Firewalls and the default deny rule, does that make us bad?

Over the last few weeks I’ve been thinking of redoing my iptables, but by putting in a default deny rule, does that make us bad netizens? By dropping everything that isn’t allowed, it actually makes it harder to fix the original problem. The fact that there are attacks to begin with, and the fact that boxes are compromised.

Over the last few months, since fixing the IMAPS part of my mail server, I noticed people hitting the server and failing to log in. These were not targeted attacks; they were automated bots, using the same users and possible passwords. I’d block them at the firewall but every day, there would be at least 2 new networks. Not all of them from overseas.

For historical reasons I take a stance of contacting the abuse email for North American companies, and some European ones. I found that the large Cable Company ISPs, usually turn out to be black holes. The smaller ones though actually reply back.

Last week I went through a week’s worth of logs, and out of the 47 ip addresses, there were about 30 networks. I actually sent 17 emails, and blocked only 13 networks. From that, 9 replied. Granted they were mostly the auto-replys, but I did have 2 that were interesting. One was from an ISP in England and they thanked me for letting them know. The other was an educational ISP in California. They replied back where they found the problem, and the IR procedures, with a thank you.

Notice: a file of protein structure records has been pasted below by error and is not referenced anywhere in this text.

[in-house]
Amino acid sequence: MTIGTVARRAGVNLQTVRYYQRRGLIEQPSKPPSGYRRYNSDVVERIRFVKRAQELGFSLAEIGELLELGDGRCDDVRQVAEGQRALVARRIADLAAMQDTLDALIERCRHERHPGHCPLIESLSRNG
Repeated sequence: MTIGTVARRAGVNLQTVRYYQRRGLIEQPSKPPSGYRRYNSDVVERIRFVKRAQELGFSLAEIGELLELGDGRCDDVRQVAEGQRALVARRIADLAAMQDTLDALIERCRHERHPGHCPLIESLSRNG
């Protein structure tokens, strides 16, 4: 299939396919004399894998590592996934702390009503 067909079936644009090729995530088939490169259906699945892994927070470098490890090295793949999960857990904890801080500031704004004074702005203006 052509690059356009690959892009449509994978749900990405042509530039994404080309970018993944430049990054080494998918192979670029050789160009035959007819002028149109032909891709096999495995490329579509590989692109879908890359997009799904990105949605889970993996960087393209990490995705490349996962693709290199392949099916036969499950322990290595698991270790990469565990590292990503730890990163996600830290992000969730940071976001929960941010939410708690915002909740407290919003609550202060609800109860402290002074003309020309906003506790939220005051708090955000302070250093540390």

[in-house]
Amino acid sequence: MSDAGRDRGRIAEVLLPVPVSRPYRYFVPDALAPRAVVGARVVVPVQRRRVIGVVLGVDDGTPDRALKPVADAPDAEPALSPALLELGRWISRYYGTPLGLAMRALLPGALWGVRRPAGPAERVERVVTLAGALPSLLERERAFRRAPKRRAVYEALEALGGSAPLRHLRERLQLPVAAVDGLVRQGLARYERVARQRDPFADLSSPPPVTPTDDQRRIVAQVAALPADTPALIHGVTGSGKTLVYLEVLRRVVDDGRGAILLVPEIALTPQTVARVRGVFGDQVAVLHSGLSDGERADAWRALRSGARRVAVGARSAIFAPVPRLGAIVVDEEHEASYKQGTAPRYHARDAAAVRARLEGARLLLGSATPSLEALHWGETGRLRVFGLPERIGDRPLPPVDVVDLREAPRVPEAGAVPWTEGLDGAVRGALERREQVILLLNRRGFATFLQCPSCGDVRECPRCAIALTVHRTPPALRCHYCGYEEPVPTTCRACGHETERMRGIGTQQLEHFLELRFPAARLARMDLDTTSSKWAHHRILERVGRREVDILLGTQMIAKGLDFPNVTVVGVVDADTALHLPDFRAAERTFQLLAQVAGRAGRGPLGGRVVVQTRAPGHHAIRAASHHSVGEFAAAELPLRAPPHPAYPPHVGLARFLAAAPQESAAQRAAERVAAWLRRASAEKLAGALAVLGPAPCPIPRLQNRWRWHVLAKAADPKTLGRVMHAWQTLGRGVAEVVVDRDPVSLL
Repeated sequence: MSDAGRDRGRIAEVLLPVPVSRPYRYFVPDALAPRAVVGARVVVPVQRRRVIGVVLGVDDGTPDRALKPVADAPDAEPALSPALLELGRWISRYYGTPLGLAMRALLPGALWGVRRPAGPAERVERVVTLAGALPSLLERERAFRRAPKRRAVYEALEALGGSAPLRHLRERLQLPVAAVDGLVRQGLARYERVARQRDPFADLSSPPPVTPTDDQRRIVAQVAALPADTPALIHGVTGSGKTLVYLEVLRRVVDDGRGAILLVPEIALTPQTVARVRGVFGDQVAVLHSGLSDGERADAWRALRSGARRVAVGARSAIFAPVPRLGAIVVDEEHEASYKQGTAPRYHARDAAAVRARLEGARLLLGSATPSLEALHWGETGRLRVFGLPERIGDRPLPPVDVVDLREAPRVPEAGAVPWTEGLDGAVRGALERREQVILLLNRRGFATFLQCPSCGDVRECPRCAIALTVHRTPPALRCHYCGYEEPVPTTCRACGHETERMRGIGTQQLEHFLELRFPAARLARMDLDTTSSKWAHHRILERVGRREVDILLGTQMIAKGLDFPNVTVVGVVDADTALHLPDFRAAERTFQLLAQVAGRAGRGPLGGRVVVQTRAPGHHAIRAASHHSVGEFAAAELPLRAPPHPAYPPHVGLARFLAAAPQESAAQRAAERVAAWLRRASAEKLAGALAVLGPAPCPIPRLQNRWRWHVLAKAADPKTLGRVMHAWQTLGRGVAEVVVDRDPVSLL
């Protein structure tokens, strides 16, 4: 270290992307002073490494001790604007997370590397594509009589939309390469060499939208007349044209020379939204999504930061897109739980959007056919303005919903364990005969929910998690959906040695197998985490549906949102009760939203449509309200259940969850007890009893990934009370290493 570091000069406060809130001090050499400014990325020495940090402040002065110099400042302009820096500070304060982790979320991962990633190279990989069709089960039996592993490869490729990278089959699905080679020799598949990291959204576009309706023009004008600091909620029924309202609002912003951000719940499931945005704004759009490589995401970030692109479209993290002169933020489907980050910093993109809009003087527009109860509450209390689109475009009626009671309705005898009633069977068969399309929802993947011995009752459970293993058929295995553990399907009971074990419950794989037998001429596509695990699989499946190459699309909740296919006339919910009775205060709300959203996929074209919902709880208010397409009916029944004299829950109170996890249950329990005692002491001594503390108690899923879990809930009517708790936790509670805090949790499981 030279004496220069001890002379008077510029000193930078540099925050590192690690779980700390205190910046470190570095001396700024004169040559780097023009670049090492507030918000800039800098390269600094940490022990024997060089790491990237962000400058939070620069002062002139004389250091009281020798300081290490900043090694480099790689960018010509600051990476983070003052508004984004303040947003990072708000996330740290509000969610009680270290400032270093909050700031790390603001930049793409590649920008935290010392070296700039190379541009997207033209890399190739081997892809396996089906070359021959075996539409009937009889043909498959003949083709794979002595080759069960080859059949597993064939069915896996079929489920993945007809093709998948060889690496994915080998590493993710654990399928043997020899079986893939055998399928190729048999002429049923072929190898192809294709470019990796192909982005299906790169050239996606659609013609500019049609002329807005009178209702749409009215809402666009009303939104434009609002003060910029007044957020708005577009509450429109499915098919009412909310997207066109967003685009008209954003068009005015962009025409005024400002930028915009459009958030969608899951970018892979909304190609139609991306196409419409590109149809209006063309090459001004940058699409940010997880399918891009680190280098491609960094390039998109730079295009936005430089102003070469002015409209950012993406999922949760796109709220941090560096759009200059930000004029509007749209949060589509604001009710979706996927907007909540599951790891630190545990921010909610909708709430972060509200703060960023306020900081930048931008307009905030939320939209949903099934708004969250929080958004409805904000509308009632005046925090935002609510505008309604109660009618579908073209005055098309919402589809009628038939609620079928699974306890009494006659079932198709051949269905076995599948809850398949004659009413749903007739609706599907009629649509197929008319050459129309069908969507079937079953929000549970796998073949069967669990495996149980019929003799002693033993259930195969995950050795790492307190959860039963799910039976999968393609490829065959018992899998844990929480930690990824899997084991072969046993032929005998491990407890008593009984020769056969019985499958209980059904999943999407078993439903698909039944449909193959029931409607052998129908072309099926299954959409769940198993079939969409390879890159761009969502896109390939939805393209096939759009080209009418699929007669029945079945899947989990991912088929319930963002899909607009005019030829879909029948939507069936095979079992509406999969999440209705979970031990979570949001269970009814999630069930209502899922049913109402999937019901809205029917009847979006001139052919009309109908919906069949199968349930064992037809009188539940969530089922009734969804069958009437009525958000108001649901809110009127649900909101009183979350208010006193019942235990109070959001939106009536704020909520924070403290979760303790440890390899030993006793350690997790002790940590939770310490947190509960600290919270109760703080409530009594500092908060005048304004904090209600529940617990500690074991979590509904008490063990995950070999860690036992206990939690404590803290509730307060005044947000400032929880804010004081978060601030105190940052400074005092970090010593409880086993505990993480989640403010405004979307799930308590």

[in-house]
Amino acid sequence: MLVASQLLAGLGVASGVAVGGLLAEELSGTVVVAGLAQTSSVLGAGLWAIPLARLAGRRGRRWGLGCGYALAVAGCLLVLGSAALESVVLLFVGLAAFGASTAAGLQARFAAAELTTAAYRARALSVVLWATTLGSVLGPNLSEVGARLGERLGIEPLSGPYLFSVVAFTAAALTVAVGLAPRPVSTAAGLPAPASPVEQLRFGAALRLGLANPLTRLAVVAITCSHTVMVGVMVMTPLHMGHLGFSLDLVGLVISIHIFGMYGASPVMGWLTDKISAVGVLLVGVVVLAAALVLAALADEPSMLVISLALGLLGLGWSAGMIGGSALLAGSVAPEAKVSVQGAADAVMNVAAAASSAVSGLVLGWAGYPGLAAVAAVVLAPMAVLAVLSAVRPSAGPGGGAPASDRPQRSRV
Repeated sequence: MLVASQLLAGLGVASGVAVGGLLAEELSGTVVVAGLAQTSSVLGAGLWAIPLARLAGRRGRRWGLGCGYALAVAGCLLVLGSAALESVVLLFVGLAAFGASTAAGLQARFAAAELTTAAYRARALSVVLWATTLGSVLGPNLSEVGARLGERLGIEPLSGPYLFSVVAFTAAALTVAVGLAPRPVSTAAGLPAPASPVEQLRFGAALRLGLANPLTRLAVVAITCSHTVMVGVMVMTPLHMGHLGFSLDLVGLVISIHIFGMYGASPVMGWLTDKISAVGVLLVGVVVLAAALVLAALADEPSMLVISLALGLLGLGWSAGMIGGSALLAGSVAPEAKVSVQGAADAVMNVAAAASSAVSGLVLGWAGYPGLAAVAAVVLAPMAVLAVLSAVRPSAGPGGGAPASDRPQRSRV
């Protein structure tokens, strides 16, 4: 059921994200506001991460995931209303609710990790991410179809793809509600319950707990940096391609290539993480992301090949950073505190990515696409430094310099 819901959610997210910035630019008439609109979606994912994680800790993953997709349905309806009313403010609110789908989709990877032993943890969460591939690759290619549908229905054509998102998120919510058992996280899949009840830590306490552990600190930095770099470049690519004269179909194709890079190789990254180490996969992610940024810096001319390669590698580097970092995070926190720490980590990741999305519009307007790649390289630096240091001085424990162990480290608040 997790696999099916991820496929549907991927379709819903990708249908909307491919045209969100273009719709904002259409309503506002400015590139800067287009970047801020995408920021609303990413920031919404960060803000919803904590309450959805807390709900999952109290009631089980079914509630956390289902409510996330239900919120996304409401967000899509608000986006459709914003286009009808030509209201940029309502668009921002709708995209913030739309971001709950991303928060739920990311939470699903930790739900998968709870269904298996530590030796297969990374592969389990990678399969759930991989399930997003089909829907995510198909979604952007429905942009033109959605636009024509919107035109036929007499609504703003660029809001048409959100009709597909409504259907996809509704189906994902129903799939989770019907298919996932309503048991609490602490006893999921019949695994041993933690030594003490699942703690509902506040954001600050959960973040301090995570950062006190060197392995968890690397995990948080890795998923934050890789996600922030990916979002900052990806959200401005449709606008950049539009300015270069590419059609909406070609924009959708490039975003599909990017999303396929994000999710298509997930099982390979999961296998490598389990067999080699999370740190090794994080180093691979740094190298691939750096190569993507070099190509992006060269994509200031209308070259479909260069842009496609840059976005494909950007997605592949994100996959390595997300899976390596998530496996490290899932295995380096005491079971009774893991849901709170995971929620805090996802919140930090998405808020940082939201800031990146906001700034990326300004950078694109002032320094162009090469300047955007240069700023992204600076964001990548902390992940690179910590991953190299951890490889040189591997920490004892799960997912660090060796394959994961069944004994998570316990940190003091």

That worked because I wasn’t blocking the inbound connections, and letting other tools protect the server’s processes. However the iptable rules had become larger than I wanted to maintain (over 100) for inbound access.  So I re-wrote them using a default deny. I now state what on my network can be talked to, and in some cases by what networks. Everything else gets dropped and logged.

The down side to this is that while I can see the dropped connection attempts, I can’t see what the people are trying to do. Is it just a null hit, a failed loggin attempt, something else. I also can’t report it back to other interested parties. While I feel better about their failures, I realize that I’m a bad Netizen because I can’t contact their upstream, with logs showing the problem.

Yes, I know I could set up a honey pot system and fight for both the user and the internet that way, but it feels more like just being the complaint department than it does trying to solve things.

While I am going to keep using the default deny, because it’s easier to handle the rules on the firewall, I still don’t like that I’m walling myself off from the real problem, and not trying to fix underlying issue.

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